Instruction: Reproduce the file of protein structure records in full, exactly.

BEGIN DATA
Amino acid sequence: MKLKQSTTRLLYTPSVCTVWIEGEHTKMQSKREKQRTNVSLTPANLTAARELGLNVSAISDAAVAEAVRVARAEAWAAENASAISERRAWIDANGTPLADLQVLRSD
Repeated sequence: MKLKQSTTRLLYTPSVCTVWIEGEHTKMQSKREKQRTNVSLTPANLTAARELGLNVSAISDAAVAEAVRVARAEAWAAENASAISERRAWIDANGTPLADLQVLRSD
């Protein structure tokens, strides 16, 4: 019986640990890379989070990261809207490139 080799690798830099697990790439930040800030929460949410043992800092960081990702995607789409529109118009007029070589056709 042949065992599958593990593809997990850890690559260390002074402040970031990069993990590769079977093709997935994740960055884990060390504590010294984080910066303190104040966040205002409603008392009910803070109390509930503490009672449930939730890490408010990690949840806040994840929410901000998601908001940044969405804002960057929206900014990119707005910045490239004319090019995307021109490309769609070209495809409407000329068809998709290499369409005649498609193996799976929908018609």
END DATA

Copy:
Amino acid sequence: MKLKQSTTRLLYTPSVCTVWIEGEHTKMQSKREKQRTNVSLTPANLTAARELGLNVSAISDAAVAEAVRVARAEAWAAENASAISERRAWIDANGTPLADLQVLRSD
Repeated sequence: MKLKQSTTRLLYTPSVCTVWIEGEHTKMQSKREKQRTNVSLTPANLTAARELGLNVSAISDAAVAEAVRVARAEAWAAENASAISERRAWIDANGTPLADLQVLRSD
């Protein structure tokens, strides 16, 4: 019986640990890379989070990261809207490139 080799690798830099697990790439930040800030929460949410043992800092960081990702995607789409529109118009007029070589056709 042949065992599958593990593809997990850890690559260390002074402040970031990069993990590769079977093709997935994740960055884990060390504590010294984080910066303190104040966040205002409603008392009910803070109390509930503490009672449930939730890490408010990690949840806040994840929410901000998601908001940044969405804002960057929206900014990119707005910045490239004319090019995307021109490309769609070209495809409407000329068809998709290499369409005649498609193996799976929908018609």